Good Introduction to UML

UML Distilled by Martin Fowler

Book Cover

Unified Modelling Language (UML) is a standard way of graphically describing and designing software. If you are like a lot of LabVIEW programmers (myself included) and are a physicist, scientist or engineer by training and not a computer scientist, you may not have been exposed to it much, if at all, in school. I first learned about it when I started using Object Oriented Programming in LabVIEW. I absorbed a bit from various websites and blogs but never had any formal training. That is why I was excited when I found this book.

Understanding UML can be a little daunting. The specification is rather long and covers a lot of areas. There are some schools of development that use UML as a blueprint. They model everything about their design up front in UML and then import it into a tool that generates code. That is part of what makes the specification so complicated.  In order to support the use of UML as a blueprint, it has to contain lots of detail.

Fowler’s approach to UML is much more lightweight. He talks about using UML as a sketch. In this sense, it is used as a  communication tool instead of as a building tool. This happens to be the way I see UML used most often, particularly in the LabVIEW community. Instead of trying to include every detail in a UML diagram, Fowler talks about pairing it down to the essential details you are trying to communicate. These UML diagrams become much more informal and dynamic.

Fowler talks about all the major types of UML diagrams. Unless you are already very familiar with UML, there are probably more than you realized. He does a good job of not getting bogged down in esoteric details but hits the most useful notations. He is also not legalistic. He mentions several popular alternative notations that are not officially part of the UML. He also does a very good job of pointing out the differences between the various diagrams and when to use one over the other.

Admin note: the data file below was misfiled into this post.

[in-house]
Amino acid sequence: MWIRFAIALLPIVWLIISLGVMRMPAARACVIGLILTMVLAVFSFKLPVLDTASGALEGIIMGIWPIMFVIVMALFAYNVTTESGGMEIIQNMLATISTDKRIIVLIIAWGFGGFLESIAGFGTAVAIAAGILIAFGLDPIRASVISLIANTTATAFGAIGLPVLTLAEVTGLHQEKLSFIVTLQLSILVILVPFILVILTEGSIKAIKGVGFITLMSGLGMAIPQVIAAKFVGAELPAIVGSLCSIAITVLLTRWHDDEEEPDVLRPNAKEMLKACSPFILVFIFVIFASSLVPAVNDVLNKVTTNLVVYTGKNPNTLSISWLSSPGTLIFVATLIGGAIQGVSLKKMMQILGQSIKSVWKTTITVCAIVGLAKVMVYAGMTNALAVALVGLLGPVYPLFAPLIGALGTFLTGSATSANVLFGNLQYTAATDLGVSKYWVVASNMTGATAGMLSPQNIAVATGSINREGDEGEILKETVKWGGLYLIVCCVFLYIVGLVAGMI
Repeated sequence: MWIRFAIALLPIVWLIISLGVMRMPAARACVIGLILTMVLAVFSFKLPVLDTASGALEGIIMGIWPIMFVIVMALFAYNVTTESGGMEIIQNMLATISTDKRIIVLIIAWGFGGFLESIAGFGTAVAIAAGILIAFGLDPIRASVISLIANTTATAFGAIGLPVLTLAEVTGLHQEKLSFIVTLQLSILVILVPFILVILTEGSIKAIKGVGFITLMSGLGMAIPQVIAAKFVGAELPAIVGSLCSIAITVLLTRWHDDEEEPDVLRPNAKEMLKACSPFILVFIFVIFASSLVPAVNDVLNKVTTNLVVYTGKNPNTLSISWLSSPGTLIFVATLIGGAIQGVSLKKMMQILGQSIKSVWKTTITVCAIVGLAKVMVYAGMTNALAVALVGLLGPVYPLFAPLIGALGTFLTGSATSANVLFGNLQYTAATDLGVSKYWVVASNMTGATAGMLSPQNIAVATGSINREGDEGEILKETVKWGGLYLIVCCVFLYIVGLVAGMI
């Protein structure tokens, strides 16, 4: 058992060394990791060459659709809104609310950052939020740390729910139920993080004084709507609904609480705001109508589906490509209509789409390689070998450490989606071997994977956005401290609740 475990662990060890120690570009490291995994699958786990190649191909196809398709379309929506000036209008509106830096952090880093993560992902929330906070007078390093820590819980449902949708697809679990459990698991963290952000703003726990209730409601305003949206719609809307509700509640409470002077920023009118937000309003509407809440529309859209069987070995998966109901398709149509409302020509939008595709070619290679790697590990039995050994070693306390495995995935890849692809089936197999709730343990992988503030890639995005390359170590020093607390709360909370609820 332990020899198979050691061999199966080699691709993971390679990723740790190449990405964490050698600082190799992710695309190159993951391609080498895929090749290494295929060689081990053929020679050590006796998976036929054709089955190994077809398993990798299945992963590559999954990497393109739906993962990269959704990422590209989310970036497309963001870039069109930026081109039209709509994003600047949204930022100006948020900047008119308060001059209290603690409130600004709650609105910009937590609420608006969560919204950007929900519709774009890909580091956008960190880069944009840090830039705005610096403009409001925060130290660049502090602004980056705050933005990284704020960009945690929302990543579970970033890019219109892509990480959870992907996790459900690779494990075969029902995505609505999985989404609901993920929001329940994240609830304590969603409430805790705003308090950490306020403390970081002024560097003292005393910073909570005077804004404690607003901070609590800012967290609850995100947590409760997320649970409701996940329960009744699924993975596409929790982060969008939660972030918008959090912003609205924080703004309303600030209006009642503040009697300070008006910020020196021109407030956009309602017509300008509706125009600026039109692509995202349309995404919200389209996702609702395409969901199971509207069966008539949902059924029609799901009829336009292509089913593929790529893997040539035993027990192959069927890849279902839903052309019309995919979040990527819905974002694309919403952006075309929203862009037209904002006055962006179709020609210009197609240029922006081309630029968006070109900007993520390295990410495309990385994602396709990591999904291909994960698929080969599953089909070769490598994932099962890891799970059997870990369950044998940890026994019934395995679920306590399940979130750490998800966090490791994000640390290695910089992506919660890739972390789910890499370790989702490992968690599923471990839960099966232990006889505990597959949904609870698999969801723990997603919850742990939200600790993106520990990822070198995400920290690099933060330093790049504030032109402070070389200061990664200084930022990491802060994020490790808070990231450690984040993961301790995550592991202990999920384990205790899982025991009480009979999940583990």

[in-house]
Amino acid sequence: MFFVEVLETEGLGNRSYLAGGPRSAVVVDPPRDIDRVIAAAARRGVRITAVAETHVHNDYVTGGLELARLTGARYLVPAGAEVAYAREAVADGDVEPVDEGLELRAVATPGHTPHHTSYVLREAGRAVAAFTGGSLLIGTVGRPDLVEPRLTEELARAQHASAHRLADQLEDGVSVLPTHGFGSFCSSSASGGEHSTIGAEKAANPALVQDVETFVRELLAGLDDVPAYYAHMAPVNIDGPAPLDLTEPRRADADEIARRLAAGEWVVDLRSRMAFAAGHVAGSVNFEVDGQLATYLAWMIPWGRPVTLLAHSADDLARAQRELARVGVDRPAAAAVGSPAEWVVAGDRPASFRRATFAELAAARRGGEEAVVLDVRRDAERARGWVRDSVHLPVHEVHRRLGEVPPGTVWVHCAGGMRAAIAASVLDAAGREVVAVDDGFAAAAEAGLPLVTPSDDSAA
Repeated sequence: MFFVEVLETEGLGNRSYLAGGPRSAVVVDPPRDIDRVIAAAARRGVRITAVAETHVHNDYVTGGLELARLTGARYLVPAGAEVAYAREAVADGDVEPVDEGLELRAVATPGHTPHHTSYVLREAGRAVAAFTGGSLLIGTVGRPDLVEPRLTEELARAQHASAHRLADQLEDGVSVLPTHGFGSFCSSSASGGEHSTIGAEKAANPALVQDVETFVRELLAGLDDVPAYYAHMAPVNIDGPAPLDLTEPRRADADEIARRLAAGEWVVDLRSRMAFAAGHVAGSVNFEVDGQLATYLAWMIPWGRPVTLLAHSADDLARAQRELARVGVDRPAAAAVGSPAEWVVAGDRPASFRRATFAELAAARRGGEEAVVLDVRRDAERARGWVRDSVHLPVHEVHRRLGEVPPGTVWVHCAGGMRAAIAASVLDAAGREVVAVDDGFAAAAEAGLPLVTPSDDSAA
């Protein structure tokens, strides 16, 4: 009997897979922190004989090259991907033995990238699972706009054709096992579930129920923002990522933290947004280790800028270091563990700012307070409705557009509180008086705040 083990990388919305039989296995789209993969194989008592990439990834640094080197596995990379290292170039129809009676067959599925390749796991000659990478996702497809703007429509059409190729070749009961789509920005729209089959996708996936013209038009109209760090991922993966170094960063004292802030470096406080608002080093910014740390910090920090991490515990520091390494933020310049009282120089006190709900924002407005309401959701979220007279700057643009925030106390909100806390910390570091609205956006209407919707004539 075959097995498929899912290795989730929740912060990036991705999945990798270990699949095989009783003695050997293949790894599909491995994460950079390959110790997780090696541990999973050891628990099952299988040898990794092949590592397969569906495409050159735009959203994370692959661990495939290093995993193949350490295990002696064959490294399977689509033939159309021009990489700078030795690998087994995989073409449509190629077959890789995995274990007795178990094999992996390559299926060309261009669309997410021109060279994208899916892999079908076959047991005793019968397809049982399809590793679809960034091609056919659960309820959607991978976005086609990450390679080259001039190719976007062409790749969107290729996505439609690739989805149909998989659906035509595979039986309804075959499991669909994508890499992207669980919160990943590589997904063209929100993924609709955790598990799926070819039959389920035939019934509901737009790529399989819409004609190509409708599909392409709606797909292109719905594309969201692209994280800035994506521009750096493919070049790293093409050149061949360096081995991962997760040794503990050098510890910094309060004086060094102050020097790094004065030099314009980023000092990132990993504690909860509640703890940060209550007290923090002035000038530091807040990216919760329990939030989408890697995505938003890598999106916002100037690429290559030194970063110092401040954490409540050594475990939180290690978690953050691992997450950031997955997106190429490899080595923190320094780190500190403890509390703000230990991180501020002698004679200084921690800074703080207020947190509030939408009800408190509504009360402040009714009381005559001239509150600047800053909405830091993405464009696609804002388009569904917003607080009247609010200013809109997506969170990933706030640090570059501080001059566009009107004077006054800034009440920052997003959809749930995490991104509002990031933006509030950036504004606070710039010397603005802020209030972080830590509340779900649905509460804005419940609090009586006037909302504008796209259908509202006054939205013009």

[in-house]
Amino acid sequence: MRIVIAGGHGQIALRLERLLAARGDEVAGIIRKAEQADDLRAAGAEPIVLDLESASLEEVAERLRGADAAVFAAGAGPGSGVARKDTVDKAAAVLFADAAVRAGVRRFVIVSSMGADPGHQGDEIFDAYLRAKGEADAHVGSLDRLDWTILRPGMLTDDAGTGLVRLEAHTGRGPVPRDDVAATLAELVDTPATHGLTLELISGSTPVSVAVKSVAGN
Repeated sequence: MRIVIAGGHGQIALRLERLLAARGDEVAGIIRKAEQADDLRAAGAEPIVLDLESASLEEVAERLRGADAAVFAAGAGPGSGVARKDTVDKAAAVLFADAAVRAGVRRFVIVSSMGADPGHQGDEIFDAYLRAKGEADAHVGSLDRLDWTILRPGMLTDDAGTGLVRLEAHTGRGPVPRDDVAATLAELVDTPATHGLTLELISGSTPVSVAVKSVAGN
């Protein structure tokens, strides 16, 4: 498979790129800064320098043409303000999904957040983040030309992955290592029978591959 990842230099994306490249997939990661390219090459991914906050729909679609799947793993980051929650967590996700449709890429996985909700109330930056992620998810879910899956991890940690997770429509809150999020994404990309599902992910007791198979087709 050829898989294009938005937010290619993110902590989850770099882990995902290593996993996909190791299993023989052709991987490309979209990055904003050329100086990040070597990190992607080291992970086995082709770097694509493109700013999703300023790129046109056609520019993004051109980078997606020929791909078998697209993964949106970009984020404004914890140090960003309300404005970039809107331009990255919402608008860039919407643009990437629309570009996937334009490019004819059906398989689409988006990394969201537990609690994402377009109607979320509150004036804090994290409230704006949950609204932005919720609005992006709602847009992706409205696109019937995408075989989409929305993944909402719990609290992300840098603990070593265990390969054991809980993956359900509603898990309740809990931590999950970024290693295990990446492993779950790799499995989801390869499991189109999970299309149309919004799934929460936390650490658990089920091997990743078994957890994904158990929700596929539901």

Fowler also sprinkles a variety of design tips and tricks throughout the text. One of the more interesting ones is on page 62 where he introduces Class-Responsibility-Collaboration (CRC) cards. I haven’t tried it yet, but it seems like a good way to get a group of people together to collaborate on design decisions.

Lastly, probably the most useful part of the book is the inside of the front and back covers. It’s got one of each of the basic diagram types. All of the shapes and arrows are labeled as to what they represent. It’s a very good quick reference.

A basic understanding of UML is very useful when reading books and articles about software development. It provides a very clear and concise method of communication that transcends individual programming languages. For example, I don’t know anything about JAVA, but I recently read a book about refactoring where all the examples were written in JAVA. I could make a pretty good guess about what was going on, but the UML diagrams made everything very clear.

NI Week is less than a month away now.  A lot of the presentations there will make use of UML diagrams, particularly class diagrams.  If you are not familiar with them, it might be a good idea to brush up. I will likely bring my copy of this book with me so that if I don’t quite remember the difference between an open and closed arrow, I can quickly look it up.

 

 

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